Reforms at Wounded Warrior Project after CBS News investigation

Iraq War veteran Eric Millette quit his job with Wounded Warrior Project, denouncing what he saw as lavish spending on staff parties and executive salaries.

“I’ll be damned if you’re gonna take hard working Americans’ money and drink it and waste it,” Millette said.

A CBS News investigation in January found discrepancies in how much the charity claimed it was spending on its mission and how it actually used millions of dollars of donations.

The investigation also found that the Wounded Warrior Project spent heavily on lavish offsite retreats and parties for employees.

“It was extremely extravagant, dinners and alcohol,” said a former employee.

“A lot of the warriors I saw needed mental health treatment,” said another. “They don’t get that from the Wounded Warrior Project.”

Some former employees who spoke to CBS News for the investigation were so fearful of retaliation they asked for their faces to not be shown on camera.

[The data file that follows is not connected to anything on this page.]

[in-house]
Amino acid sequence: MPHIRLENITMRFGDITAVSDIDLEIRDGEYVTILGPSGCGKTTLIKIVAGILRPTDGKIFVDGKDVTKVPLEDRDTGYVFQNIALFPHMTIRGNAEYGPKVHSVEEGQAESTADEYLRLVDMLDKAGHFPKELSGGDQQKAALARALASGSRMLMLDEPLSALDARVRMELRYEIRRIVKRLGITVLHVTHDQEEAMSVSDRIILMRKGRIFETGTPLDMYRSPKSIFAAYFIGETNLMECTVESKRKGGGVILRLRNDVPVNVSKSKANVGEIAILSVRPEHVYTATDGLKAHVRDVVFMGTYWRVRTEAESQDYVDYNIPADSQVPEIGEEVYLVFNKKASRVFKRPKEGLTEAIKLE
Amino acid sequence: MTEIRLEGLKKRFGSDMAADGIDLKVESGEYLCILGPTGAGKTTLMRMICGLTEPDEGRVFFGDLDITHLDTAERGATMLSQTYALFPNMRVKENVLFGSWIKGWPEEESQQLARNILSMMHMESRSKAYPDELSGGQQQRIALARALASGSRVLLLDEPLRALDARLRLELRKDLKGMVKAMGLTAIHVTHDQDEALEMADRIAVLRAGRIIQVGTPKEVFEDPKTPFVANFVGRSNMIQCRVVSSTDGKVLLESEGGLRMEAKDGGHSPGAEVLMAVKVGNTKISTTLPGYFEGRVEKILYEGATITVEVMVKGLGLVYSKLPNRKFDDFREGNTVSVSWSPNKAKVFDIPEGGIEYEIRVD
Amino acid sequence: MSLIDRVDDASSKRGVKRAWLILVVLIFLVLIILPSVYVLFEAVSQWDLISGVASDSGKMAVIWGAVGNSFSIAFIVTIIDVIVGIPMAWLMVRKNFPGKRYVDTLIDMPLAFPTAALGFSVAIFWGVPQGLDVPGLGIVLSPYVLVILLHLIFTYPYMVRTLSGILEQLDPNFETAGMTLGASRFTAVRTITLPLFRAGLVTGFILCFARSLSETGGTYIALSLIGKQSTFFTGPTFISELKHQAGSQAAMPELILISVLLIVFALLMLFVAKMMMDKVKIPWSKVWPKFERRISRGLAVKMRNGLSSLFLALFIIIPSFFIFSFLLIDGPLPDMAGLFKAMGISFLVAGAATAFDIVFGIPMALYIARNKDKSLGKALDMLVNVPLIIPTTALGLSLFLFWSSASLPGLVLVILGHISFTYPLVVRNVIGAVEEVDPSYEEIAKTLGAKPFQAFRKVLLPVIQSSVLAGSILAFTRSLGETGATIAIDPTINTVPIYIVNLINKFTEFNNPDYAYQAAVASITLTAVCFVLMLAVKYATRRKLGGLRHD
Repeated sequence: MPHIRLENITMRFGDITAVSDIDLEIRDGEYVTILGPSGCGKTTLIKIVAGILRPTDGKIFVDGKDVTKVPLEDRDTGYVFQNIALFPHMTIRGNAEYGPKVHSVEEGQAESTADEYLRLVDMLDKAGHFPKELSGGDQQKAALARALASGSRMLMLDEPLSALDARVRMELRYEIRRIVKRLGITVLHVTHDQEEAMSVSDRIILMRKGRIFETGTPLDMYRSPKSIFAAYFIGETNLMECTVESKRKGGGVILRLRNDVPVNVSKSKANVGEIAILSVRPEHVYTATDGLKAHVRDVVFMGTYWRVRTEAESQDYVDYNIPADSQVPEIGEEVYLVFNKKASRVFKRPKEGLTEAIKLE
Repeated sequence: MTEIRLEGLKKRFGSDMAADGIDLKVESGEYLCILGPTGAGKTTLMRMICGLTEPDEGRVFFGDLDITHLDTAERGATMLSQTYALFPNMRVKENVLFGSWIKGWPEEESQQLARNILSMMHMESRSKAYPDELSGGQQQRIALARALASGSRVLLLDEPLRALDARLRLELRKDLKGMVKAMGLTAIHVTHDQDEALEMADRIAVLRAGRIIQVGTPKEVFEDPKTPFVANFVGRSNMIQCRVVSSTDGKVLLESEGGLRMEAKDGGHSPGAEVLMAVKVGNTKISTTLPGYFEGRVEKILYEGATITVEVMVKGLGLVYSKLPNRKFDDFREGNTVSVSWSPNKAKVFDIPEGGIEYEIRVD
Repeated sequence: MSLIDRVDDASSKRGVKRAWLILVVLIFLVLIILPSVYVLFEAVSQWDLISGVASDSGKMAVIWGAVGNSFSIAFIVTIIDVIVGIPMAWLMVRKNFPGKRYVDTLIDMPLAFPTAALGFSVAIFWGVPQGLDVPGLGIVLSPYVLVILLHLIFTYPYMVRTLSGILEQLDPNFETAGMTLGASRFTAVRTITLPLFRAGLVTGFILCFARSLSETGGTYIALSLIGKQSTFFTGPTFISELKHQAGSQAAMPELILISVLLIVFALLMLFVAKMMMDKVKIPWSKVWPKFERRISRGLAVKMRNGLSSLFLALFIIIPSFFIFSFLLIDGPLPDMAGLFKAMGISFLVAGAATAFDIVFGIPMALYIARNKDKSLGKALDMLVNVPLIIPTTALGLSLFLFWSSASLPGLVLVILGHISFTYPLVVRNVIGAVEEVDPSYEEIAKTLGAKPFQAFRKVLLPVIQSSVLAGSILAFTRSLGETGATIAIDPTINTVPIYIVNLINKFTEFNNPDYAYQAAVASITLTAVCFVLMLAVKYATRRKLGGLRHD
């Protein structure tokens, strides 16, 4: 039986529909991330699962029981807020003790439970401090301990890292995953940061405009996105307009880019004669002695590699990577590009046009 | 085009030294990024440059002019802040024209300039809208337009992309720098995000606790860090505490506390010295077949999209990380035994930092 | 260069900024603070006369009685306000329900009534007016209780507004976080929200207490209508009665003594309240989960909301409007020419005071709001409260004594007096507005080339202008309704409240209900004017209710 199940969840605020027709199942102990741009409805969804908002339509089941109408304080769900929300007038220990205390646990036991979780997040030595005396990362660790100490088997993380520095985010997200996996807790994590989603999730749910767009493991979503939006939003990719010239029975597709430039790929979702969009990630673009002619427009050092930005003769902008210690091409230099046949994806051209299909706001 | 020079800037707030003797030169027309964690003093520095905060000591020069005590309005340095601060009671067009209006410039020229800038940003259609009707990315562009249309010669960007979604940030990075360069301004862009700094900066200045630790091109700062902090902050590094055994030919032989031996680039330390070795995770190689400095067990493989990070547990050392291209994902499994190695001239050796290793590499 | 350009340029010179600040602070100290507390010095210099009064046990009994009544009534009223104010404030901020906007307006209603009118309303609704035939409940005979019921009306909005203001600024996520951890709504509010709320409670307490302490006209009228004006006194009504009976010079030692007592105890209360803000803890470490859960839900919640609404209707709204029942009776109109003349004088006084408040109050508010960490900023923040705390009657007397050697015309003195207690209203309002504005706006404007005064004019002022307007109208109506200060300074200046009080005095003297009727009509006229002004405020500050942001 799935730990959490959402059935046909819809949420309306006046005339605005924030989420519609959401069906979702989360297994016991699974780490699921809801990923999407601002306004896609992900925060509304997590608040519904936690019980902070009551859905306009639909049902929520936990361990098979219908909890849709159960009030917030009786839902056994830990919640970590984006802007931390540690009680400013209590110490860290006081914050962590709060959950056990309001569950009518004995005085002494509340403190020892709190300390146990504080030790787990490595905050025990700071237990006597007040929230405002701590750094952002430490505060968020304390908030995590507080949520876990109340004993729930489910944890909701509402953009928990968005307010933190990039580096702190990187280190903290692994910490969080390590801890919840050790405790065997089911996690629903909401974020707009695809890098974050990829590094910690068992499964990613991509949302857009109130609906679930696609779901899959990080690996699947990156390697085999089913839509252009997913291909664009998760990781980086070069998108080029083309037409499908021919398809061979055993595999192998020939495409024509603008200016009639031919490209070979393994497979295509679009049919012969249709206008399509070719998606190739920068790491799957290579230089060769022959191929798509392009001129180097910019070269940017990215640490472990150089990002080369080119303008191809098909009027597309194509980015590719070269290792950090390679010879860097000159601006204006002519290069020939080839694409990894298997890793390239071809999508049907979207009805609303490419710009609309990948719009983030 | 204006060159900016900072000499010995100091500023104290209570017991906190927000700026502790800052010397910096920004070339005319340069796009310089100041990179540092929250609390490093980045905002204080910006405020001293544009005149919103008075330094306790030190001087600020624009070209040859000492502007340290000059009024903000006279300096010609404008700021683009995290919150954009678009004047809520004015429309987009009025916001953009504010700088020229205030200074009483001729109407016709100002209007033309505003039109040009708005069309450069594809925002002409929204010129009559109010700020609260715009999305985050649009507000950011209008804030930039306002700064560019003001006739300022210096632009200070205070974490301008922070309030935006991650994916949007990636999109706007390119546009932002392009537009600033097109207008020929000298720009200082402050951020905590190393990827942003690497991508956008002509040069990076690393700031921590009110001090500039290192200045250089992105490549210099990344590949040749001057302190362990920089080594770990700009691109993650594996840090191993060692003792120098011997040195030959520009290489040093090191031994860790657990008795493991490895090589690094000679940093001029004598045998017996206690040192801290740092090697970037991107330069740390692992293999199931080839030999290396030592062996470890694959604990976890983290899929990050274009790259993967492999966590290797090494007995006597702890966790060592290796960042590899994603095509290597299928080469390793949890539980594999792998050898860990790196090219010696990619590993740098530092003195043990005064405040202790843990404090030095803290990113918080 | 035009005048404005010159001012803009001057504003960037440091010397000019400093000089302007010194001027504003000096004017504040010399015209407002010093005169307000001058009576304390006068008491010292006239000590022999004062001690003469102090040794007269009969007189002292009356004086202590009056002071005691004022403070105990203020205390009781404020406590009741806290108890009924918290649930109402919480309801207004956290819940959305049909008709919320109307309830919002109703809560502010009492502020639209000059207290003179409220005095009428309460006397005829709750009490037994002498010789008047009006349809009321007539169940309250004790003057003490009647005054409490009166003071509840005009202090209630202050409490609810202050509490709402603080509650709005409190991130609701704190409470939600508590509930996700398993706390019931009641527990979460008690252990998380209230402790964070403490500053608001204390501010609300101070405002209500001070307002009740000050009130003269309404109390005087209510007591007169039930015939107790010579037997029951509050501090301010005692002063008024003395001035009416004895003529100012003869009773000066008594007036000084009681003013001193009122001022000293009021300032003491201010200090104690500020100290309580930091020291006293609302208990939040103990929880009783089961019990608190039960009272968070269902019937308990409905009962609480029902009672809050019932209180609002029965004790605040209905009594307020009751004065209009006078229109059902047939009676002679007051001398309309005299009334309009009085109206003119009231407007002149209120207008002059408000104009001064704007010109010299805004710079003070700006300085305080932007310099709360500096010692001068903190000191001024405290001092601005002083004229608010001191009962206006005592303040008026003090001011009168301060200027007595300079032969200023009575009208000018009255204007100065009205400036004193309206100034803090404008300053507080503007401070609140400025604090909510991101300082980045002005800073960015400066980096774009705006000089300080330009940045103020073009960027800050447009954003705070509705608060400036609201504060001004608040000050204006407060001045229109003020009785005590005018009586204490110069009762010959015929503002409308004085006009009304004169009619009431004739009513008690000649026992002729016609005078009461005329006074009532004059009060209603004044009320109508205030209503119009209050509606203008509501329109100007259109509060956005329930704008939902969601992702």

After an internal investigation the, foundation’s board of directors fired CEO Stephen Nardizzi -- who had made flamboyant entrances at staff parties -- for focusing too much on fundraising rather than veterans’ programs.

Six weeks ago, former Army Lt. Gen. Michael Linnington became CEO. He appeared on “CBS This Morning” Thursday to announce a series of changes to the organization. He also promised transparency.

“What I’m doing today is pledging to everyone my best efforts, our best efforts, to squeeze every nickel of every donor dollar,” Linnington said.

Wounded Warrior Project says it has also banned extravagant staff parties, and will increase investments in mental health care.

“We are doubling down on those efforts because, indeed, that need is great and growing,” Linnington said.

The charity has also lain off nearly half of its executive staff, and reduced its total workforce be about 15 percent.

Donations to Wounded Warrior Project have reportedly been down significantly since CBS News first exposed their extravagant spending. Now, the new management hopes the changes they’re making will help convince the public that they are back on track.

Editor’s note: A CBS Corporation executive sits on the Wounded Warrior Project’s board

  • Chip Reid

    Chip Reid is CBS News' national correspondent.